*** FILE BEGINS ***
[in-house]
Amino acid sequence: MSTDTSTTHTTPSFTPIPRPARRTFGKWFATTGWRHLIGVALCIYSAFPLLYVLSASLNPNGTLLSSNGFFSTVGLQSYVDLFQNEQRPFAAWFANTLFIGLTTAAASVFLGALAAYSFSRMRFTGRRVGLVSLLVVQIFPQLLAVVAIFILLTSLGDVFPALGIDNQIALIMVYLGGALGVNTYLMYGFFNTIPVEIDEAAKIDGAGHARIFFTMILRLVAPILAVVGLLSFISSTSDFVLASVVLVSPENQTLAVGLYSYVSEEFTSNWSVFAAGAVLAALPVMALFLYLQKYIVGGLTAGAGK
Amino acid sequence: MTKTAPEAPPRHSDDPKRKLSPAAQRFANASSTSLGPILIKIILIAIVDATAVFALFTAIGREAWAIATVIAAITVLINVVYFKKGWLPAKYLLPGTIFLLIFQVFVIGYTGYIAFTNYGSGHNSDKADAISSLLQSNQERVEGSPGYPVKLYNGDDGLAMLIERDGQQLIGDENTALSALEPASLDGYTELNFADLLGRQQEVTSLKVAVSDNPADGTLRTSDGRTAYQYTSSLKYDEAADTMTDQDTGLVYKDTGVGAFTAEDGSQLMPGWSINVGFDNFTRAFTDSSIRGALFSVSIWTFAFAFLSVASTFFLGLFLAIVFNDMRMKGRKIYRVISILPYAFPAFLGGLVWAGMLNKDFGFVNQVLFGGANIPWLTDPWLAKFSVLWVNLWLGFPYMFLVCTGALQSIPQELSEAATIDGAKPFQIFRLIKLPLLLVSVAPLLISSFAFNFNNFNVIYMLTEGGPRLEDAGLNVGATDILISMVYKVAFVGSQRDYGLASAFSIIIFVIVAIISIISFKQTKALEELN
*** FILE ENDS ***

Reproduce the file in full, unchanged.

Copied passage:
[in-house]
Amino acid sequence: MSTDTSTTHTTPSFTPIPRPARRTFGKWFATTGWRHLIGVALCIYSAFPLLYVLSASLNPNGTLLSSNGFFSTVGLQSYVDLFQNEQRPFAAWFANTLFIGLTTAAASVFLGALAAYSFSRMRFTGRRVGLVSLLVVQIFPQLLAVVAIFILLTSLGDVFPALGIDNQIALIMVYLGGALGVNTYLMYGFFNTIPVEIDEAAKIDGAGHARIFFTMILRLVAPILAVVGLLSFISSTSDFVLASVVLVSPENQTLAVGLYSYVSEEFTSNWSVFAAGAVLAALPVMALFLYLQKYIVGGLTAGAGK
Amino acid sequence: MTKTAPEAPPRHSDDPKRKLSPAAQRFANASSTSLGPILIKIILIAIVDATAVFALFTAIGREAWAIATVIAAITVLINVVYFKKGWLPAKYLLPGTIFLLIFQVFVIGYTGYIAFTNYGSGHNSDKADAISSLLQSNQERVEGSPGYPVKLYNGDDGLAMLIERDGQQLIGDENTALSALEPASLDGYTELNFADLLGRQQEVTSLKVAVSDNPADGTLRTSDGRTAYQYTSSLKYDEAADTMTDQDTGLVYKDTGVGAFTAEDGSQLMPGWSINVGFDNFTRAFTDSSIRGALFSVSIWTFAFAFLSVASTFFLGLFLAIVFNDMRMKGRKIYRVISILPYAFPAFLGGLVWAGMLNKDFGFVNQVLFGGANIPWLTDPWLAKFSVLWVNLWLGFPYMFLVCTGALQSIPQELSEAATIDGAKPFQIFRLIKLPLLLVSVAPLLISSFAFNFNNFNVIYMLTEGGPRLEDAGLNVGATDILISMVYKVAFVGSQRDYGLASAFSIIIFVIVAIISIISFKQTKALEELN